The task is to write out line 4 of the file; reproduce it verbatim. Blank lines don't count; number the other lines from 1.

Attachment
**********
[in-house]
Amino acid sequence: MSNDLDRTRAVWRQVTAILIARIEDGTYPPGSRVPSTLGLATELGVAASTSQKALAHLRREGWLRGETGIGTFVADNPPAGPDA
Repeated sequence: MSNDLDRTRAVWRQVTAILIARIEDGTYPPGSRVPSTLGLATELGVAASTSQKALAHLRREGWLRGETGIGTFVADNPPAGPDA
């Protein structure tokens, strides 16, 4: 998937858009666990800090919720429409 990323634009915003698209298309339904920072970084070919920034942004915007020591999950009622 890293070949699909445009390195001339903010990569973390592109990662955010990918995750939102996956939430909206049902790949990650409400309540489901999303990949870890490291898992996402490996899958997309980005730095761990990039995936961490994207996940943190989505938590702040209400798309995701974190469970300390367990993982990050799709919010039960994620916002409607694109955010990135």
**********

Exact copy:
């Protein structure tokens, strides 16, 4: 998937858009666990800090919720429409 990323634009915003698209298309339904920072970084070919920034942004915007020591999950009622 890293070949699909445009390195001339903010990569973390592109990662955010990918995750939102996956939430909206049902790949990650409400309540489901999303990949870890490291898992996402490996899958997309980005730095761990990039995936961490994207996940943190989505938590702040209400798309995701974190469970300390367990993982990050799709919010039960994620916002409607694109955010990135």